The major story of the day has been the horrific mass shootings at two Mosques in Christchurch, New Zealand. It has been called an act of terrorism by the nation’s Prime Minister Jacinda Ardern, 49 are now confirmed dead, four people have been arrested including one woman.

It has been widely concluded that the attack had a white supremacist anti-immigrant motive due to the manifesto that has been circulated online by
one of the alleged perpetrators Australian born ‘Brenton Tarant’. Tarant also livestreamed the attack on social media.

There have been attempts to link Tarant with the local Australian nationalist movement with prominent figures being contacted by the mainstream media but no one in the movement had heard of him, no connection has be able to be made.

All afternoon we have seen politicians, authorities, commentators and terrorism experts react. And they have all run with the narrative that far-right extremism has been an underestimated present danger to the safety of western nations and surveillance of nationalist groups needs to be increased.

The reactions from Australian politicians across the political spectrum have echoed this viewpoint. This was led by Prime Minister Scott Morrison, who probably eager to distance himself from the right-wing label himself said:

“We are outraged and we stand here and condemn absolutely the attack that occurred today by an extremist, right-wing violent terrorist who has taken the lives, stolen lives, in a vicious, murderous attack that has claimed so many New Zealanders”.

He also reaffirmed his support for multiculturalism and respect for the Muslim faith:

“I particularly want to convey my heartfelt sympathies not only to all New Zealand people, but particularly my sincere prayers and thoughts for those New Zealanders and indeed Australians of Islamic faith who have been the subject of this callous right-wing extremist attack”.

NSW Premier Gladys Berejiklian a week out from the state election added her words of condolences “I also want to deeply express our sympathies to many members of the Muslim community who are both shocked and reeling from what has occurred”.

Berejiklian, Labor Opposition Leader Michael Daly, Immigration Minister David Coleman and local federal Labor MP Jason Clare have attended a special Friday prayers at Sydney’s most well known mosque in Lakemba.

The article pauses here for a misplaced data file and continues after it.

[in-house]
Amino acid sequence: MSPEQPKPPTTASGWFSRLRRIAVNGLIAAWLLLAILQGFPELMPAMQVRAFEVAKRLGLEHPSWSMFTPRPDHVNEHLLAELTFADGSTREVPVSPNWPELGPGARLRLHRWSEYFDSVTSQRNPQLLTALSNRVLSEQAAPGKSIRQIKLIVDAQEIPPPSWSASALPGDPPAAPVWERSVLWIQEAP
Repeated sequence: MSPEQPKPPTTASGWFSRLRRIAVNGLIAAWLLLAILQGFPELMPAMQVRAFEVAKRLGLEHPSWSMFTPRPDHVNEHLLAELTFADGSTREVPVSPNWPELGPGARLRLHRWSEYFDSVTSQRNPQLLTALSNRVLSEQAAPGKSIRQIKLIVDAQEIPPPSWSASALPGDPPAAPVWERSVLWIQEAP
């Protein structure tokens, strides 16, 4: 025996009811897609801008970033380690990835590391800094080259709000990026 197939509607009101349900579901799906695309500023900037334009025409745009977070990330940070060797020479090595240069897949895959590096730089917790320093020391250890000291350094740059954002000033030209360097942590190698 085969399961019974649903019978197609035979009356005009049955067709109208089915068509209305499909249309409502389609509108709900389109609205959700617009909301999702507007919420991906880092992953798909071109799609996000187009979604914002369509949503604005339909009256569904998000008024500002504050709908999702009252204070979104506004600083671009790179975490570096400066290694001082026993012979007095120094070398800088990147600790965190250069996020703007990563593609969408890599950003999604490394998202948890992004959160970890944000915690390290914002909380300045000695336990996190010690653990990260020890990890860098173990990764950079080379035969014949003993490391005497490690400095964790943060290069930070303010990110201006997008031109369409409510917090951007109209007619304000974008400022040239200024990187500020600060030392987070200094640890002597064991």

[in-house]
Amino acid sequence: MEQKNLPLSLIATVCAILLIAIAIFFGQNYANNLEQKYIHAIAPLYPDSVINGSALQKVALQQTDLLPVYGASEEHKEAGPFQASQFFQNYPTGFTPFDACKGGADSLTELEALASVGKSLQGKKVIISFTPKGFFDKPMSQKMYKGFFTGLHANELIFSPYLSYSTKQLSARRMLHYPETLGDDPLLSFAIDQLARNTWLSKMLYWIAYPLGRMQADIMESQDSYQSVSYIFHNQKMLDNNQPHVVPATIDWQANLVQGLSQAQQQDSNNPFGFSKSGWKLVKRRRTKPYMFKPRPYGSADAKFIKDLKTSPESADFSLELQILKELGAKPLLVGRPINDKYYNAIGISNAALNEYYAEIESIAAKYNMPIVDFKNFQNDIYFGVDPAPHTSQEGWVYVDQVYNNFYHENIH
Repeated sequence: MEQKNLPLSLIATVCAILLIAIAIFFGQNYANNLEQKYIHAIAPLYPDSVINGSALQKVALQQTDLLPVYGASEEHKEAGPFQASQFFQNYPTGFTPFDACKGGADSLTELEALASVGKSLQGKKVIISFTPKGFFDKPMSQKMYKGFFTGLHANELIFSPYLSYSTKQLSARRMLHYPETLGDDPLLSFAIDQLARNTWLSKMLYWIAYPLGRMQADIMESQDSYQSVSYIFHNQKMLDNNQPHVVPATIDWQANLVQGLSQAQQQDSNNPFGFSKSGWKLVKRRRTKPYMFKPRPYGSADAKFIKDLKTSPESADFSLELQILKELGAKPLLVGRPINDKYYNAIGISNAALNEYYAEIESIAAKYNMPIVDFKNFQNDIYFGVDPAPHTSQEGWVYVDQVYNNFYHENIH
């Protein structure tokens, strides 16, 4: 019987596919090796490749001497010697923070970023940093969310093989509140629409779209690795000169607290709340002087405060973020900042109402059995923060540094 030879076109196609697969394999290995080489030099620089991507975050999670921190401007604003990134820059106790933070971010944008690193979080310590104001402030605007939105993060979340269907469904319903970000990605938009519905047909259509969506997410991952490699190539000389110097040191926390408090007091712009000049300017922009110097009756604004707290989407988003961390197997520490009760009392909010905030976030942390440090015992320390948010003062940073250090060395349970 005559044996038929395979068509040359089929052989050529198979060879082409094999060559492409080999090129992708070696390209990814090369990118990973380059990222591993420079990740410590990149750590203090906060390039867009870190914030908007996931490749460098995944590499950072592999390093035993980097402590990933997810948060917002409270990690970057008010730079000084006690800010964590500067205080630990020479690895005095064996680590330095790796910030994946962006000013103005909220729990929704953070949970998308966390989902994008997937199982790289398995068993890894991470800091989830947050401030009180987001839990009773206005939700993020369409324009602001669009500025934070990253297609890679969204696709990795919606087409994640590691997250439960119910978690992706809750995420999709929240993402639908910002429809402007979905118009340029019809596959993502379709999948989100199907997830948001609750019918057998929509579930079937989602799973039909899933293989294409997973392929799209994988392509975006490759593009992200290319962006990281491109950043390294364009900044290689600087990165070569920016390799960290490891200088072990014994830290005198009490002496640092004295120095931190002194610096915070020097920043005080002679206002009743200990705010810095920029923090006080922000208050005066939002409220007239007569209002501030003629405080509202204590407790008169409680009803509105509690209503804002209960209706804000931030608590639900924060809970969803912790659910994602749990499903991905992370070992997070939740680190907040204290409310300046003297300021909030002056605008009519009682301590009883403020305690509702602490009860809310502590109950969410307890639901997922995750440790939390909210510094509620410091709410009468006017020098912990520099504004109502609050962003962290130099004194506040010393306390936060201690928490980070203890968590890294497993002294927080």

Opposition Leader Bill Shorten for a man of the left was actually more mild in his condemnation, not calling it a right wing extremist attack, instead stating we should reject attacks on any religion:

“This was an attack on a mosque. It could have been a church. It could have been a synagogue. This is an attack on worshippers practising their faith innocently.  And attack on any religion is an affront on all religions. It is an affront on our common humanity”.

Other Labor MPs were more forceful in linking the attack with the right wing and nationalist movement. Shadow Environment Minister Tony Burke signaled the need for a crackdown on free speech.

Does anyone still dispute the link between hate speech and violence?— Tony Burke (@Tony_Burke) March 15, 2019

Greens Muslim Senator Mehreen Faruqi laid the blame at nationalist politicians Fraser Anning and Pauline Hanson for the shooting claiming they have blood on their hands.

Pauline Hanson has not yet commented on the shootings. But her NSW Legislative Council candidate Mark Latham offered general condolences to the victims and condemnation of the attack.

Tragedy beyond belief that a country as beautiful as New Zealand has been hit by evil carnage today.
My thoughts are with the victims, families and communities hit by the madness of murder and terrorism.
We must do everything we can to end the evil of public massacres.— Real Mark Latham (@RealMarkLatham) March 15, 2019

Meanwhile Fraser Anning who is in the process of launching his Conservative Nationals political party released a statement which said the attack was the result of Muslim immigration to the west and it was a form of blowback for Islamic violence perpetrated over many years.

Anning has been condemned by all sides of politics, including by conservative commentators such as Chris Kenny who said this demonstrated the danger of voting for minor parties.

Anning was also condemned by Prime Minister Scott Morrison on social media.

Anning’s tweeting of his statement was removed by Twitter for inciting violence. On Facebook he doubled down sharing this meme.

Victoria Police held a press conference this evening announcing an increased police presence at places of worship this weekend and that 21 mosque open days in Melbourne scheduled for Sunday would still go ahead.

Based on the response from all the major parties in Australia it is clear that people of the Islamic faith will now be protected by our governments from criticism and critique and that a crackdown on the “far-right” or “right-wing extremism” will be attempted by government authorities.

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